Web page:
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Discussion Starter · #1 ·
Depending on how dirty the carb is, the strength of your ultrasonic cleaner, the features such as an alternating frequency wave, the medium used, heater, the immersion and running time will vary.

I've tried various cleaning solutions including several detergents, soaps, degreasers, and several carburetor specific solutions. Many of these will get the outside of the carb clean giving you the false impression the solution has eaten away the varnish that is inside the passage ways.

I've used blue and green Simple Green at 50/50 strengths, Dawn, Purple Power, lacquer thinner, several carburetor specific solutions. The best my far, hands down, I've found is Berrymans Chem-Dip Carburetor and Parts Cleaner. Prior to my buying the ultrasonic cleaner, SharperTek with a heater, I had great success with just overnight dunking.

I prefer soaking the carb for a bit in the solution in the ultrasonic cleaner prior to turning it on. Then when running, I always rotate the carb. I do this at least twice and preferably 3 or 4 times when I'm able to. I rotate the carb 90° and I try to flip it and turn it. If I plan to run the ultrasonic for 20 minutes, I'll break it down in (4) 5 minute increments. It seems the ultrasonic waves come from one direction, across, that's why I rotate the carb.
 
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I just spend the 14.00 for a new one ... :)


I should get a cleaner unit though, as I have a few old ones on the shelf ... :)
 

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Discussion Starter · #3 ·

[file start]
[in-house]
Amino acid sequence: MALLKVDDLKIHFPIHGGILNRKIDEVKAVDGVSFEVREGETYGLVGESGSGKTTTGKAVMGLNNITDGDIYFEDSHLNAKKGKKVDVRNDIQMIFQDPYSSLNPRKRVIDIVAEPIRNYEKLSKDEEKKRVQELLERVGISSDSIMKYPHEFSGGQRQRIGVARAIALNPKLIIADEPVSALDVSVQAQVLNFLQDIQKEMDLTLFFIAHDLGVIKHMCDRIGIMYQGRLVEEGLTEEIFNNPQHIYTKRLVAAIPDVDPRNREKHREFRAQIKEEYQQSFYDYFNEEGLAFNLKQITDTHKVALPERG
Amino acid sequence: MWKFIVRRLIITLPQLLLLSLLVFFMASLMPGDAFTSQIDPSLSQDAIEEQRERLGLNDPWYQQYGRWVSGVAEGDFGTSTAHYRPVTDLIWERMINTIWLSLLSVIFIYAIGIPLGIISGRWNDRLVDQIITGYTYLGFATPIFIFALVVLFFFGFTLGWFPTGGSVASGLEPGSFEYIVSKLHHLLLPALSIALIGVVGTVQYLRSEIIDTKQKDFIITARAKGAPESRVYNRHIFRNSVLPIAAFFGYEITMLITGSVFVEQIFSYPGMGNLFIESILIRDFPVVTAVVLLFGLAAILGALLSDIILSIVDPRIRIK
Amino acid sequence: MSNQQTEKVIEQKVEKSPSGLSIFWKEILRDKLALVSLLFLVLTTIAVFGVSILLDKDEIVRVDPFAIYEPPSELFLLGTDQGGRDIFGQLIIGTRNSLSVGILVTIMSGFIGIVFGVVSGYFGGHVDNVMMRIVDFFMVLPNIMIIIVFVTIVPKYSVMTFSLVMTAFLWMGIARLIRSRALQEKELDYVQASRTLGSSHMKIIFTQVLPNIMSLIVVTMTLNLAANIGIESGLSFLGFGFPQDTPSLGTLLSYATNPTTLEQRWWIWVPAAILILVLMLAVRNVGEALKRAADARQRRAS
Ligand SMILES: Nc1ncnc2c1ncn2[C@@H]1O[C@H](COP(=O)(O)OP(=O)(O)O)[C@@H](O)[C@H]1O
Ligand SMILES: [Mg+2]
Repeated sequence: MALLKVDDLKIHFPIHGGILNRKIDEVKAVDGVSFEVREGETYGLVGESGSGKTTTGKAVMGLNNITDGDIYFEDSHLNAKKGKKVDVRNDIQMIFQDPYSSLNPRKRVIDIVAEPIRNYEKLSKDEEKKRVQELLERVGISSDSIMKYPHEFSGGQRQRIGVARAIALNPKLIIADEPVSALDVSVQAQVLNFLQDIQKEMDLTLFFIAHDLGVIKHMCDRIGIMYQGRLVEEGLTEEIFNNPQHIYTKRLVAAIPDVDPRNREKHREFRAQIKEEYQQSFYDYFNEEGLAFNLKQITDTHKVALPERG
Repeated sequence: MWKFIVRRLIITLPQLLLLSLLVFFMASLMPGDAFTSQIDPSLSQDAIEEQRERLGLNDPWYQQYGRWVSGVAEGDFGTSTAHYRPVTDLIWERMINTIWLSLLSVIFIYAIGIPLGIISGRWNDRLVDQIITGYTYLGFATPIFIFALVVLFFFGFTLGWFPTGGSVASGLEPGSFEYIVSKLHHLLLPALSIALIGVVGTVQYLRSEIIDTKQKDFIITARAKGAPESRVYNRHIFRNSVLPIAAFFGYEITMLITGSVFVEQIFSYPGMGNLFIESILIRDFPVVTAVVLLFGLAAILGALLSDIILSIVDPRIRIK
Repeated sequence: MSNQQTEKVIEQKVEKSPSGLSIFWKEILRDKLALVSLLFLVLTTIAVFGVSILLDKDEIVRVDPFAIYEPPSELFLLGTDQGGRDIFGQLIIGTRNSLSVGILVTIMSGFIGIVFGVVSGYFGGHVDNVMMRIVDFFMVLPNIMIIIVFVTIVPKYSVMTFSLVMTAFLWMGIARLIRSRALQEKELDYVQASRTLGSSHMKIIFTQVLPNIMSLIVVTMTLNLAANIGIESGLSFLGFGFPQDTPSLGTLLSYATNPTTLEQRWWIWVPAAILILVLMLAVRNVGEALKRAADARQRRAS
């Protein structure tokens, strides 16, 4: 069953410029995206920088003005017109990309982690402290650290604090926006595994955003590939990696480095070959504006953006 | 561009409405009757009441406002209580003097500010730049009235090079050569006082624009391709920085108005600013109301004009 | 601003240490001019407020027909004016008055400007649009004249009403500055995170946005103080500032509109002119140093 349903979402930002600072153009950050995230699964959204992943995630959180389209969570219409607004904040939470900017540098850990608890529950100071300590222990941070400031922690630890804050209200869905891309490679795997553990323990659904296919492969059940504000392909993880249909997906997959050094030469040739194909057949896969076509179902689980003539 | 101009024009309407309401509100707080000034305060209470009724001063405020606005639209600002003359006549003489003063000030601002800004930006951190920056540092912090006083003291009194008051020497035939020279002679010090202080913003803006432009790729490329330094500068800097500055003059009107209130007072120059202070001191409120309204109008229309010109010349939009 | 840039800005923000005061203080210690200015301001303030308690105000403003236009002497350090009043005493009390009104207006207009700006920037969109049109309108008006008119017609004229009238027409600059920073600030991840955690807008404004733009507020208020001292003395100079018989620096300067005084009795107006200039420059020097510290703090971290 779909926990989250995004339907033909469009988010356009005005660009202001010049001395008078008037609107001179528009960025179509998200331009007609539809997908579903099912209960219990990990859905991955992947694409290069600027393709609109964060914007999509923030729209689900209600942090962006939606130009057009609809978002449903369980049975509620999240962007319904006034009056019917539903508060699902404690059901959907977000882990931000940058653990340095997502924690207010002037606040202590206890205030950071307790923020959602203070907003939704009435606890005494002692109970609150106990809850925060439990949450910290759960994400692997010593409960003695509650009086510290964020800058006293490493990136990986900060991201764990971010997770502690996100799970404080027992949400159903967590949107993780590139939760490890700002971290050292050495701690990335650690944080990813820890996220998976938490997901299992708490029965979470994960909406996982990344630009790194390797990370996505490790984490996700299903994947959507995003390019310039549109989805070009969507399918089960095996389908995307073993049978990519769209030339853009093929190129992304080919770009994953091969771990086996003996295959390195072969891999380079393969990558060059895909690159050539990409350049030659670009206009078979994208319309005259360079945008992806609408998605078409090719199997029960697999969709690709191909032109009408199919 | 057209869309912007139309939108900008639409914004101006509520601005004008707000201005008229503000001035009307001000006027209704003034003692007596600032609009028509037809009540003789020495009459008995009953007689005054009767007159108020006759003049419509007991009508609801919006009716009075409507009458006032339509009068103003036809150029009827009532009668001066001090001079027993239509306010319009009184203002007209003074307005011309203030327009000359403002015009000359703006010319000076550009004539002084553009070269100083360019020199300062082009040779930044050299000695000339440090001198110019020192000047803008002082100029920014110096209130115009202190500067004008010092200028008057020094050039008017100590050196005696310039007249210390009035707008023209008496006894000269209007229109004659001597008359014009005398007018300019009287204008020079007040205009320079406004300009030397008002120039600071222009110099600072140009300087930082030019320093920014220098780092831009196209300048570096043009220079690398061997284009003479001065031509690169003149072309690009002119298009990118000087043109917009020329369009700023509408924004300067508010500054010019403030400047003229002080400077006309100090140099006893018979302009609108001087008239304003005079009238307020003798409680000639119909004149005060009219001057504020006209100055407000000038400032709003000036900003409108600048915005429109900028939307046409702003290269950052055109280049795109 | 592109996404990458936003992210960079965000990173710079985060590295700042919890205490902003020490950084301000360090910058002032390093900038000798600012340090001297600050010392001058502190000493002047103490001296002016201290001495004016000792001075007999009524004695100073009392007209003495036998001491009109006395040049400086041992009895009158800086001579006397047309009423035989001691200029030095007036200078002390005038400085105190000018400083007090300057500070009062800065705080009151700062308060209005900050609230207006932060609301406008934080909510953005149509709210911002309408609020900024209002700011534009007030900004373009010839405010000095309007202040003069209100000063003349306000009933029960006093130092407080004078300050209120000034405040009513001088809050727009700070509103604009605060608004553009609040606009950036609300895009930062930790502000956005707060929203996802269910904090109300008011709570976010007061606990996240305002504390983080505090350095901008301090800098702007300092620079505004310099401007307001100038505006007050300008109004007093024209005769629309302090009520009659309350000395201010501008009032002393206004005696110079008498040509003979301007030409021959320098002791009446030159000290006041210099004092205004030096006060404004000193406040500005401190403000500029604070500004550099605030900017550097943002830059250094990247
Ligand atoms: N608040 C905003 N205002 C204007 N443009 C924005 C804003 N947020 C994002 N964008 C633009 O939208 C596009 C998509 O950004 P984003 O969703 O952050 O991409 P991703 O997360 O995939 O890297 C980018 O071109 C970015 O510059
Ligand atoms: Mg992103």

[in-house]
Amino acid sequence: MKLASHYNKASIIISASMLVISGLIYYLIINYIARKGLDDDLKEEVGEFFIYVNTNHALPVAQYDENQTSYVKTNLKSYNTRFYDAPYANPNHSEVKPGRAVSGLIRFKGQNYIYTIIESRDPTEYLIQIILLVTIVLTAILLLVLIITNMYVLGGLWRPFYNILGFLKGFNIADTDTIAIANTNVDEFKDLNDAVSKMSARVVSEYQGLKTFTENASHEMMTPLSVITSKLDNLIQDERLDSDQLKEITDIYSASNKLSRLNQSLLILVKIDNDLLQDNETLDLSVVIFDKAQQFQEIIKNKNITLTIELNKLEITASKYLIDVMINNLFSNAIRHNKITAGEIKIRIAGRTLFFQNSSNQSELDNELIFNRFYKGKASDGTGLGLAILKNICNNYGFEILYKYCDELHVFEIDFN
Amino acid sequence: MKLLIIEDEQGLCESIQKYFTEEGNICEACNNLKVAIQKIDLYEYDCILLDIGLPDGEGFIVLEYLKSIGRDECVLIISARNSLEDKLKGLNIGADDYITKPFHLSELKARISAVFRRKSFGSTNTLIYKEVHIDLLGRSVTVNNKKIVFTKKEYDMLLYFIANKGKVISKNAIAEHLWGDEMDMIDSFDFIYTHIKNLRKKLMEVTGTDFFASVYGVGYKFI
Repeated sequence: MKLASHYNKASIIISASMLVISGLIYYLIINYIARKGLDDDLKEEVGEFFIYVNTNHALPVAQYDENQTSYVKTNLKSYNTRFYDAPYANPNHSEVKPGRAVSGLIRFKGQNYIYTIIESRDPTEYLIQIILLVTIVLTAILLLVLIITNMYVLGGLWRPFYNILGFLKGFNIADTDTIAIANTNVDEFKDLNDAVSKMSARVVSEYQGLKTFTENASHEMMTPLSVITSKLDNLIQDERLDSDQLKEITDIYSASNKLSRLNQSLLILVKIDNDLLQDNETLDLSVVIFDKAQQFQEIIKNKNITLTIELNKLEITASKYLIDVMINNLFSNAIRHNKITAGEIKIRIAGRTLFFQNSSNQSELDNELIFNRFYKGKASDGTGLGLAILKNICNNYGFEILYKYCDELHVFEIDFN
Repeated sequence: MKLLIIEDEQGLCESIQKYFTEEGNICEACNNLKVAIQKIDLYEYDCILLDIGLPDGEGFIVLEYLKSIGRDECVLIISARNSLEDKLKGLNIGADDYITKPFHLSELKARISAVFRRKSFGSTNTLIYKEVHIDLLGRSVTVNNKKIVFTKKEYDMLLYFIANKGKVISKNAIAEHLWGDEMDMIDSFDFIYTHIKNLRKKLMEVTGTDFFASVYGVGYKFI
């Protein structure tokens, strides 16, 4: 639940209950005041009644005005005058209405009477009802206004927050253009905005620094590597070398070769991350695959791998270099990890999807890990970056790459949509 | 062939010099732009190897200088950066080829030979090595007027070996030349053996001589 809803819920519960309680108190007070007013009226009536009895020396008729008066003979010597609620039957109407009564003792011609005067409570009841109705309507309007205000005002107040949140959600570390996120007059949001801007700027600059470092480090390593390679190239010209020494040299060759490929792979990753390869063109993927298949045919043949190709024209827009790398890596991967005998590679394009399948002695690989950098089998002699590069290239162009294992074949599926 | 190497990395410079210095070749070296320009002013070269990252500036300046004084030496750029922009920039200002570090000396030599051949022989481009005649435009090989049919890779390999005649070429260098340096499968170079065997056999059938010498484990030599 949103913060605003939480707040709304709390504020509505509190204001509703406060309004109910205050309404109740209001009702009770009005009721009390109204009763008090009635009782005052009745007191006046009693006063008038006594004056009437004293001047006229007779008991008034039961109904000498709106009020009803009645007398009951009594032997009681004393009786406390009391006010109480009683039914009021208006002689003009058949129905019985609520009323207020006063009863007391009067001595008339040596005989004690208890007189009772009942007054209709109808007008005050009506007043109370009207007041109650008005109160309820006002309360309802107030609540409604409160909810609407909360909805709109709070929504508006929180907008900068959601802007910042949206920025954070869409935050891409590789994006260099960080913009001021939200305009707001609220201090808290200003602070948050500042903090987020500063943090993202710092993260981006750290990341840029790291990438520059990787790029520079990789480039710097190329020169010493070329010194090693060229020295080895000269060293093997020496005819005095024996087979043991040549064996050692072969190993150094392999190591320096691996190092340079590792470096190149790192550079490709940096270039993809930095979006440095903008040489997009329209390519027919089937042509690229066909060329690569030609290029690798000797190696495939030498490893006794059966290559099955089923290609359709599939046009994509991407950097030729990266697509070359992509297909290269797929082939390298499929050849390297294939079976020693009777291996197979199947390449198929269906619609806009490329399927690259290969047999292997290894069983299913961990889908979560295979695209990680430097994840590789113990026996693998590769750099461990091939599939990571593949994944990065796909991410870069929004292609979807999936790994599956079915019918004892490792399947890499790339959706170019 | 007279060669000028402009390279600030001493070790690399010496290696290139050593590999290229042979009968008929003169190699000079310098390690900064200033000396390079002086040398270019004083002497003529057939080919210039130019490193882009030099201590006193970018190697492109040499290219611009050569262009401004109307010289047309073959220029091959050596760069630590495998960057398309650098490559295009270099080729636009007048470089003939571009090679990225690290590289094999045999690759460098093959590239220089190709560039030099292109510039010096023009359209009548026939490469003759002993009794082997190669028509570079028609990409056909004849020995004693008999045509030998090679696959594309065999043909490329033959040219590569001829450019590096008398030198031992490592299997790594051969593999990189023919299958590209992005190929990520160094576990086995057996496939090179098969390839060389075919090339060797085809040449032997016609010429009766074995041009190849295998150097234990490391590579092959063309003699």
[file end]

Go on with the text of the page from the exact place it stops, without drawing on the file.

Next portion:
I clean greasy or dirty nuts and bolts in my mine using laundry detergent.
 

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The ultrasonic cleaners from Micromark are very good for small parts. The two most economical models are the iSonic personal mini ultrasonic cleaner for 59.95 plus tax and shipping and the iSonic digital ultrasonic cleaner for $149.95.
They also carry EuroSonic concentrated cleaning solution in the 1/2 pint bottle for $8.95 and $16.95 for the quart bottle.

For what it is worth I have used hydrogen peroxide to clean parts by letting them soak overnight.

Another option would be to use cider or red wine vinegar in an overnight soak or in the ultrasonic cleaner.
 

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Wow way back in Dec. here goes, yes, I have caution simple green will eat aluminum put a shiny Alu. it will come out dull, can see the bubbles coming from the pours. Have had good and not so good sucess. If you don't take the covers off some passages, they could still have dirt in them. If you don't use a gasket replacement kit it might not work either. dried on dirt takes longer to clean. Use mine often. I like the idea someone put up using a small container to save on soaps. Just remember to put water into the rest of the cleaner or you heater will blow and maybe the ultrasonic part as well. The more watts the better the clean the more they cost.
 

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In the ultrasonic, the cleaning is done by micro-bubbles (kind of a misnomer, since they are vacuum pockets) that are formed in the cleaning solution. Rather than looking for a solvent or emulsifier to do your heavy lifting, consider that you really need just enough emulsification to keep the oil/grease/varnish/crud from re-depositing. A tiny bit of Dawn will do that adequately, with no risk of damaging the aluminum castings. Let the machine to the work.

FWIW, I hesitate to use any "purple" degreaser on aluminum. Virtually all seem to be caustic to some extent, and form that dark hydroxide corrosion layer on aluminum bits with extended exposure. If there's any doubt, use a common test strip to make sure the pH isn't too high. Anything higher than maybe 9.5 is a red flag. As always, Read The Label for warnings, and maybe try it first on something sacrificial.
 
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